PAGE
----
This form of racial gaslighting is so severely emotionally draining that I, and other women such as myself, may avoid conversations about race or any discussion where we are not allowed to express ourselves fully.

In an article about racial gaslighting in the workplace, Meganne Franks states ‘racial gaslighting has kept me silent and complicit in perpetuating systemic racism throughout my whole career’. Black women are forced to remain constantly aware of how we speak and how we address others while in discussions about issues that directly affect us!

“Racial gaslighting has kept me silent and complicit in perpetuating systemic racism throughout my whole career.”

Meganne Franks

Racism hurts black women. It literally kills us and yet we’re supposed to smile through these discussions to accommodate the discomfort of white people. The slightest change in tone and my entire perspective is instantly invalid. This becomes even more significant in conversations where the opinion of one is seen as representing an entire group of people. In these situations, the perspective of an entire group gets invalidated.

What Is Victim-Blaming?

‘Victim-blaming’ is another common form of gaslighting. Victim-blaming is as it sounds. The victim in the scenario is claimed to be at fault for an attack that was directed at them or any form of harm that was brought to them. This is a conversational tactic that distracts from the main issue and refuses to place blame where it truly belongs.

We often see victim-blaming in cases of sexual assault. Far too many ignorant a**holes take it upon themselves to interrogate the victim with questions such as: ‘What were you wearing?’; ‘Why didn’t you film it or something?’; ‘Why were you out so late?’; ‘Did you fight back?’.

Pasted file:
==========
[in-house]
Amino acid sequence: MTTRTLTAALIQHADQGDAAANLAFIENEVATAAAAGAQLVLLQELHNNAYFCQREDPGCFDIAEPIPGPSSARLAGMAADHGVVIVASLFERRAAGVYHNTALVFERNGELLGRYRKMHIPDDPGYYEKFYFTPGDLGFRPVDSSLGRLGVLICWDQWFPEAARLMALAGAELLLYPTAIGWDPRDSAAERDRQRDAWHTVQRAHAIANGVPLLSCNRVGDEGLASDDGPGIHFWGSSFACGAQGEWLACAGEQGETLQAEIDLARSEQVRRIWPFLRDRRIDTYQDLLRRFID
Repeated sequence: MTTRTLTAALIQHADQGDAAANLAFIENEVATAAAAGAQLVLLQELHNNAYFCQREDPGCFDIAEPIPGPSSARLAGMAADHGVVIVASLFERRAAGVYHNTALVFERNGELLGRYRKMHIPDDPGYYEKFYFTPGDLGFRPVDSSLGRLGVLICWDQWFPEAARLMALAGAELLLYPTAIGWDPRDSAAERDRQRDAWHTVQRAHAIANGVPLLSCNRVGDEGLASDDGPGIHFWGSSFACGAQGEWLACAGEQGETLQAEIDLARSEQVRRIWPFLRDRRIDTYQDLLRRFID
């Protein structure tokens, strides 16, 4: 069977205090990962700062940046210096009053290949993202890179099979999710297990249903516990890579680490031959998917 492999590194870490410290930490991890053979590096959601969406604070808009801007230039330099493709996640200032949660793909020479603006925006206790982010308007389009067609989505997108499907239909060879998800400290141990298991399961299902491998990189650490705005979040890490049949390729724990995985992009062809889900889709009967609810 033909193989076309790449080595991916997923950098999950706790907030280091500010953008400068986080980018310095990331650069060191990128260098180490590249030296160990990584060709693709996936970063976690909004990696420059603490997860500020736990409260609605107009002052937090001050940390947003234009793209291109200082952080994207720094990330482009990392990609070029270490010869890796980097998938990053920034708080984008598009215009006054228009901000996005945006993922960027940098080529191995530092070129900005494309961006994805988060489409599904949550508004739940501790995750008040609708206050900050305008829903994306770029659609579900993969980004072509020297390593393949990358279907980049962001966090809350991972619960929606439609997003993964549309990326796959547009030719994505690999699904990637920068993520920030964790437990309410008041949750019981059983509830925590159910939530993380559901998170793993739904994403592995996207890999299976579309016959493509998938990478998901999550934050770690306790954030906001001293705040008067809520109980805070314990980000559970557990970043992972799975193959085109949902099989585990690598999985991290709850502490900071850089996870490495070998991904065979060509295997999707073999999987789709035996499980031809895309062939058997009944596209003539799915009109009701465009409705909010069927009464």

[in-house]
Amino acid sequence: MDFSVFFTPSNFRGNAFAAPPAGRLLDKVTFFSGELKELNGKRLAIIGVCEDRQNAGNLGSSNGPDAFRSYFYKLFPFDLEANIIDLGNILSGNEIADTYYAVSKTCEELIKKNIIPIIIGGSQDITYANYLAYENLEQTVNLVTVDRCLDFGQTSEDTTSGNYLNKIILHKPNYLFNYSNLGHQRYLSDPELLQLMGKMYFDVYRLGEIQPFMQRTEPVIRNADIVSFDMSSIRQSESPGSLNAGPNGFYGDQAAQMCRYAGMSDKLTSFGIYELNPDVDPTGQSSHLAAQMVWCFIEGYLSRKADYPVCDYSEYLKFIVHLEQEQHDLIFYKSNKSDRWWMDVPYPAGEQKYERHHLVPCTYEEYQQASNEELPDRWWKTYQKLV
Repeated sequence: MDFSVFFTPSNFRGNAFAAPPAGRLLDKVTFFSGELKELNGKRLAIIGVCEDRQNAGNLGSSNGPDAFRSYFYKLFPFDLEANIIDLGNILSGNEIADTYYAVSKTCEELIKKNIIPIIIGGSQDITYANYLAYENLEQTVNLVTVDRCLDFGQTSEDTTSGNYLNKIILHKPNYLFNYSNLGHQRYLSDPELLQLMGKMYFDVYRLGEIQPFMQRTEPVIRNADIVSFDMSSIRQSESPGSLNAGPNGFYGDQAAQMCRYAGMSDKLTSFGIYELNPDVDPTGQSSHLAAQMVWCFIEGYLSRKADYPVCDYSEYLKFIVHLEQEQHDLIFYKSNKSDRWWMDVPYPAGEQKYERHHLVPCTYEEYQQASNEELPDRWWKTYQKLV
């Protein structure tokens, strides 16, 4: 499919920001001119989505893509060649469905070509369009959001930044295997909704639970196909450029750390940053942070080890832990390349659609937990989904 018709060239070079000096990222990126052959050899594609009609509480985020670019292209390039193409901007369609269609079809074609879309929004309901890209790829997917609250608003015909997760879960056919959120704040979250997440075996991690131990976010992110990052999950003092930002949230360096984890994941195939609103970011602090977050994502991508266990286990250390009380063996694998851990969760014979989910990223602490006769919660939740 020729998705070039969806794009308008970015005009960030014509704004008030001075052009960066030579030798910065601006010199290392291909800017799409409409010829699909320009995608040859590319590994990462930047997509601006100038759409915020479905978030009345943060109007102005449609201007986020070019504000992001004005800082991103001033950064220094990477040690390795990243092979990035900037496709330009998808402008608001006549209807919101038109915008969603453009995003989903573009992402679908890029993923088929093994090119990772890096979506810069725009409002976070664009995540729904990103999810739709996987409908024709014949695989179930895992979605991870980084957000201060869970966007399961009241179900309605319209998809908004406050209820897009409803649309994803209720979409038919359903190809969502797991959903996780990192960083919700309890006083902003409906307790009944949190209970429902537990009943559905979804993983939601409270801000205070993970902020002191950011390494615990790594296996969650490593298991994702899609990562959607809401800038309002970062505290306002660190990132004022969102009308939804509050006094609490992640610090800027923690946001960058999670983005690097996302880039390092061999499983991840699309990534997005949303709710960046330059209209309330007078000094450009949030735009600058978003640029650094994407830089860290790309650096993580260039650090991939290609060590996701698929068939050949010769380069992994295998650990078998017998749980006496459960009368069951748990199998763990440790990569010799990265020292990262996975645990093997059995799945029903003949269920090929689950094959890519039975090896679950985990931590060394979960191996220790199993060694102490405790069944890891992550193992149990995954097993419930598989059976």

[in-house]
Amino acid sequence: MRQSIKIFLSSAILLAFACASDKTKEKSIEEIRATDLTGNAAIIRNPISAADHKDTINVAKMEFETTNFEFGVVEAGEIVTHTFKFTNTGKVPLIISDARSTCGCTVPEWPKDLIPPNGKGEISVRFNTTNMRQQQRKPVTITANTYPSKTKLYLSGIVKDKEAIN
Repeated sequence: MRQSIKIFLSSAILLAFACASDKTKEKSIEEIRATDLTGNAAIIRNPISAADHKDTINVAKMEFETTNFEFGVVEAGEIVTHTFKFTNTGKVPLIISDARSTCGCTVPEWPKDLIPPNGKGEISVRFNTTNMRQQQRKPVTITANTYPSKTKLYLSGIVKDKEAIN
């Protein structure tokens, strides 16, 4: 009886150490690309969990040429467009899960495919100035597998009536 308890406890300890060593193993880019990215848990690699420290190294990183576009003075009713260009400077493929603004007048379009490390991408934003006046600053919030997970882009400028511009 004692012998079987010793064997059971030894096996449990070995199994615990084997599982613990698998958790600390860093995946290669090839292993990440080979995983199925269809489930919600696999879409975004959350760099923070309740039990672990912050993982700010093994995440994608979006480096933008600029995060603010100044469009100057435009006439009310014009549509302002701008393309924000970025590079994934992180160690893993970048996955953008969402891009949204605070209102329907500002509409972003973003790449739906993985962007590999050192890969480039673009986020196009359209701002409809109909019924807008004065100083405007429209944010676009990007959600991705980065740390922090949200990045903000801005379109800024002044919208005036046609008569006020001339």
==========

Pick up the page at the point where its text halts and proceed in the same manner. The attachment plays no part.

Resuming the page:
Victim blaming puts the responsibility for a harmful act onto the victim of that act, rather than the person that did it. When it comes to racial gaslighting, black people constantly run into victim-blaming in many scenarios but most often, in cases of police brutality.

“He was resisting arrest.”

“If he did what they [police] said…”

“He was a drug addict though.”

“He had like 3 previous convictions.”

racial gaslighting, casual racism, racism
Pixabay

During June 2020, victim-blaming (among many other forms of racial gaslighting) hit the black community like a storm after George Floyd, an African-American man, was brutally murdered by a US police officer. In many discussions with white people about this specific example of police brutality, the focus was almost always on George. The topics people discussed were always what he was doing, why he was under arrest, his history, and whether he was resisting arrest. To these people, Derek Chauvin (the man who murdered George Floyd) was not the problem, nor were the other officers who stood by and watched.

Those that I called my friends and those whom I thought supported the black community – our basic human rights – stood by Chauvin and the police’s so-called “right” to murder people. I remember one conversation I had with a white male who claimed it was acceptable for George Floyd to die because of an alleged assault he was involved in over 10 years ago. My response was that even if that were true, Chauvin had no right or responsibility to murder him.